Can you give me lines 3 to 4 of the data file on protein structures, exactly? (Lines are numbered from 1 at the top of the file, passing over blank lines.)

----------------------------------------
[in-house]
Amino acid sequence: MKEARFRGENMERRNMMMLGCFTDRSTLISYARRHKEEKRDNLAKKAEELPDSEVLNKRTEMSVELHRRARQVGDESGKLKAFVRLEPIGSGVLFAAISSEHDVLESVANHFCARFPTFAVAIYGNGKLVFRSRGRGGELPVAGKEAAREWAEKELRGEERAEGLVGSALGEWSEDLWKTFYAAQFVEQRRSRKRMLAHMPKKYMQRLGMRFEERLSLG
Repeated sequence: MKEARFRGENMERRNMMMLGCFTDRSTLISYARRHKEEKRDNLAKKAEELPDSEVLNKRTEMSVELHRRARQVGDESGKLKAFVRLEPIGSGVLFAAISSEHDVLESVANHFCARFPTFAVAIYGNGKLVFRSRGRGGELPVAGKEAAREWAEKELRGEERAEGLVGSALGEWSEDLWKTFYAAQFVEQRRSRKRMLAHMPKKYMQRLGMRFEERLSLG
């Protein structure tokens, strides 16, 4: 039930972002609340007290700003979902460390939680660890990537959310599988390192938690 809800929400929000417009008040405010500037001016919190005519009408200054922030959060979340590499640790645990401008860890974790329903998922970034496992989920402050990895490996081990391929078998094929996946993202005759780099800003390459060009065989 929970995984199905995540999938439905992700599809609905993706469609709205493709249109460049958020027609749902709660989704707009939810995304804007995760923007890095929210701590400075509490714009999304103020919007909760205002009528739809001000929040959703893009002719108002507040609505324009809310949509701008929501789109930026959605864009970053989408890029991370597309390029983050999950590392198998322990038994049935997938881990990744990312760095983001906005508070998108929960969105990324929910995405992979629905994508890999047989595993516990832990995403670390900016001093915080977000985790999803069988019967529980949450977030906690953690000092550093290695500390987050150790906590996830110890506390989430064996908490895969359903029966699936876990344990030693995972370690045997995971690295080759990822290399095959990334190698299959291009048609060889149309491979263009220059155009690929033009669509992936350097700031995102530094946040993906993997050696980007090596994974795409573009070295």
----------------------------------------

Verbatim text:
Repeated sequence: MKEARFRGENMERRNMMMLGCFTDRSTLISYARRHKEEKRDNLAKKAEELPDSEVLNKRTEMSVELHRRARQVGDESGKLKAFVRLEPIGSGVLFAAISSEHDVLESVANHFCARFPTFAVAIYGNGKLVFRSRGRGGELPVAGKEAAREWAEKELRGEERAEGLVGSALGEWSEDLWKTFYAAQFVEQRRSRKRMLAHMPKKYMQRLGMRFEERLSLG
């Protein structure tokens, strides 16, 4: 039930972002609340007290700003979902460390939680660890990537959310599988390192938690 809800929400929000417009008040405010500037001016919190005519009408200054922030959060979340590499640790645990401008860890974790329903998922970034496992989920402050990895490996081990391929078998094929996946993202005759780099800003390459060009065989 929970995984199905995540999938439905992700599809609905993706469609709205493709249109460049958020027609749902709660989704707009939810995304804007995760923007890095929210701590400075509490714009999304103020919007909760205002009528739809001000929040959703893009002719108002507040609505324009809310949509701008929501789109930026959605864009970053989408890029991370597309390029983050999950590392198998322990038994049935997938881990990744990312760095983001906005508070998108929960969105990324929910995405992979629905994508890999047989595993516990832990995403670390900016001093915080977000985790999803069988019967529980949450977030906690953690000092550093290695500390987050150790906590996830110890506390989430064996908490895969359903029966699936876990344990030693995972370690045997995971690295080759990822290399095959990334190698299959291009048609060889149309491979263009220059155009690929033009669509992936350097700031995102530094946040993906993997050696980007090596994974795409573009070295």